Duke coach David Cutcliffe, an Alabama grad who has earned both ACC and SEC Coach of the Year honors during his career, said recently that he would like to see an ACC-SEC challenge in football.
"And I wouldn’t care who we got,” he said. “I think that’s the kind of intensity our fan base and our players need to be exposed to."
He’s not alone in that theory.
As the ACC continues to struggle to earn respect on a national level, Cutcliffe and Florida State coach Jimbo Fisher, two men with coaching backgrounds in the SEC, agree that one major advantage the SEC has is playing on a national stage every single Saturday. While teams like Florida State and Clemson are recruiting on par with the SEC and dominating within their own league, neither of them are routinely playing the kind of daunting schedules in unforgiving environments like the ones that have been created throughout stadium giants in the SEC. That has resulted in letdowns when the spotlight finally is on the ACC in the league’s marquee nonconference games.
“One of the biggest advantages they have in the SEC that people do not talk about -- and I’ve always said it was true -- you’ve got 10 stadiums with about 85,000 and they’re packed every time you play,” Fisher said. “Those kids get used to playing in those atmospheres and environments. We used to say it all the time -- I was there. We’d play a kickoff game, a conference championship game, or a national championship game. Those environments were no different than it was every week. That influences being able to handle big games. That atmosphere is different.
“It has a huge impact on the outcome of games, and people do not realize that. It makes you grow as a player, as a coach, and as an administration when you fill that stadium up, no matter who you play. It’s one of the advantages no one talks about that I think is significant of all those things. Who are the two guys who talk about it? Cutcliffe and me. We were in the league for years. We saw it work.”
As the ACC enters the 2013 season, it does so on an upswing off the field. The conference has given itself a face-lift with the grant of rights, a solidified partnership with the Orange Bowl, the additions of Louisville, Notre Dame, Pittsburgh and Syracuse, and an enhanced bowl lineup. The ACC has positioned itself for stability among the other power five conferences, but it will continue to play in the shadow of the neighboring SEC -- like every other conference -- until it finds a way to beat those opponents on a more consistent basis.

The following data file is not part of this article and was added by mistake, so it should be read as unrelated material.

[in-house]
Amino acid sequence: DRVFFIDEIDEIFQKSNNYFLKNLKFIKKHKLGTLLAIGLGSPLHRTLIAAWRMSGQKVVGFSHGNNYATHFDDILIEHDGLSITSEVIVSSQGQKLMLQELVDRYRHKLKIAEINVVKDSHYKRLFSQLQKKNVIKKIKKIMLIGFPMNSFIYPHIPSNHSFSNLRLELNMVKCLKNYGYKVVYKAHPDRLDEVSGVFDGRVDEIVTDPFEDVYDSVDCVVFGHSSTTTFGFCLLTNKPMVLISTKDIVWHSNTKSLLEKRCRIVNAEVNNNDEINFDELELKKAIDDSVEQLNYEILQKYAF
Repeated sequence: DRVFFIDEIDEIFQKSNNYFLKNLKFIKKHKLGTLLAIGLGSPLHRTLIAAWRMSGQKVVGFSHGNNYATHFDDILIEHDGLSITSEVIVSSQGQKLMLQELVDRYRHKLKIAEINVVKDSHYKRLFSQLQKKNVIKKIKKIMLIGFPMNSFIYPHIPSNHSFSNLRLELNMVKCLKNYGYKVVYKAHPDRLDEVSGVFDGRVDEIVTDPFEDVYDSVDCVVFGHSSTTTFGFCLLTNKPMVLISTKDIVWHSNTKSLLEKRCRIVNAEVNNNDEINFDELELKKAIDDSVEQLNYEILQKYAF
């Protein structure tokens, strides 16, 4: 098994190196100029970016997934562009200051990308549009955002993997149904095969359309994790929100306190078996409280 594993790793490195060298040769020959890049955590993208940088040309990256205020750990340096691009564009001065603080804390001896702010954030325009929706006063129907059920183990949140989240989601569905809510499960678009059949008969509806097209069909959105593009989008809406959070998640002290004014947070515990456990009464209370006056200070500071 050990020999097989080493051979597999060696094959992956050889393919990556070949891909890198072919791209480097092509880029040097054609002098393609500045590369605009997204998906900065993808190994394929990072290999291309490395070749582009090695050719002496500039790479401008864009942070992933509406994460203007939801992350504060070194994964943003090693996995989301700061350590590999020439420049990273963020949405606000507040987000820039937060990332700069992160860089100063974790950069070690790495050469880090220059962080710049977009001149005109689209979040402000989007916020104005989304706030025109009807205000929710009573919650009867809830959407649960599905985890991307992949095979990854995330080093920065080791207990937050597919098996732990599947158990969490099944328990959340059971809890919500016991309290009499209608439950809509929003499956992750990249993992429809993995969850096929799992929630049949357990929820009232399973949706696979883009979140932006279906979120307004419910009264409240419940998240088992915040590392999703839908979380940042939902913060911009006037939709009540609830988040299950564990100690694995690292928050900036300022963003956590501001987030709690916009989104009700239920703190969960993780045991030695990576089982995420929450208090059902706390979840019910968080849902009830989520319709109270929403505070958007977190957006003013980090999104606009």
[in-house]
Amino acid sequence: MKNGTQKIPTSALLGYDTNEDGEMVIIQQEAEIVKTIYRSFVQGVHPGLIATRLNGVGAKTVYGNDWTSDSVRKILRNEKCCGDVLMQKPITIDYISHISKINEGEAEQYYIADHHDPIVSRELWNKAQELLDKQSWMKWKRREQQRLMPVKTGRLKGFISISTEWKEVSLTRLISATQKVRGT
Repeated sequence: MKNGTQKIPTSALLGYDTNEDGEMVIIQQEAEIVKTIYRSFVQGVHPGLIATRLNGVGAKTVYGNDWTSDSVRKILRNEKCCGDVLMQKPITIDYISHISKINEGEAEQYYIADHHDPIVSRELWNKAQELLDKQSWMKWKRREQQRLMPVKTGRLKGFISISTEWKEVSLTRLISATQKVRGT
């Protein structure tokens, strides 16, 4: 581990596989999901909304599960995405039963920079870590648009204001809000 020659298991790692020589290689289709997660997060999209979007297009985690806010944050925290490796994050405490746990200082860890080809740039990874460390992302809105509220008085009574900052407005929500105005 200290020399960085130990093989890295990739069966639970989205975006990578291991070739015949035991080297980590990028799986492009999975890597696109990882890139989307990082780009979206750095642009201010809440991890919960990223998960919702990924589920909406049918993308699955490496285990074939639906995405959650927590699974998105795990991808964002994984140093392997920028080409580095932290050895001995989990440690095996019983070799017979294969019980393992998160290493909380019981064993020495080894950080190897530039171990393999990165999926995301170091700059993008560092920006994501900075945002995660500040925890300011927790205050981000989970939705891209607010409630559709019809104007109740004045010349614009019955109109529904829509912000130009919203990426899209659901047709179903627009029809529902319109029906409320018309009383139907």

Since 1953, in the entire history of the conference, the ACC has had only two seasons in which it had a winning record against opponents ranked in the Associated Press Top 25: 1998 (8-4) and 1999 (6-5). Since 1996, the ACC has gone 50-77 against the SEC, and hasn’t had a winning record against it since 2003 (5-4).
Therein lies the problems with the perception of the ACC.
Or is the perception skewed?
“In the last couple of years, we’ve lost to Georgia, South Carolina has beaten Clemson, and it’s become a big deal,” said Georgia Tech coach Paul Johnson. “I can remember in ’08 when we beat Georgia and Clemson beat South Carolina, it wasn’t such a big deal. Florida State has beaten Florida every year but one of the last three or four years. We played Mississippi State twice since I’ve been at Tech, won both of those games. We played Vanderbilt, won that game. Now, if you’re talking about Alabama and LSU, nobody beats them. They’ve been pretty good. The biggest difference is at the top, but if you look as a whole, there’s not as big of an advantage as you’d think.”
Cutcliffe and Fisher maintain there is an advantage to playing in the SEC atmospheres on a weekly basis.
“I tell people all the time, and it didn’t take me long to figure this out: All of those years in the SEC, why does the SEC dominate the big games, the national championship scene, the big, intense bowl games, the big intense preseason kickoff games?” Cutcliffe said. “It’s because every week in the regular season is just like that. Game week, not just the game atmosphere, not just the games people know about. Ole Miss-LSU is an incredible experience for every player at Ole Miss, every player at LSU. Obviously Florida-Georgia, Tennessee-Alabama, Tennessee-Florida in the day. It’s just amazing. And it prepares those staffs and those kids for those moments. We are sitting there ready. We’ve got something to say and something to prove, if you will, but it’s got to become a 'we' thing. The intensity surrounding ACC football has to elevate.
“I’ll use ACC basketball as a great example. In its purest, best form, those regular-season games in our league in basketball were often better than Final Fours. Those atmospheres prepared those Duke teams and Maryland teams and North Carolina teams for the national platform. I think we need to continue to try and create that type of intensity in the ACC.”
Week 1 matchups with Clemson against Georgia and Virginia Tech facing Alabama will do just that.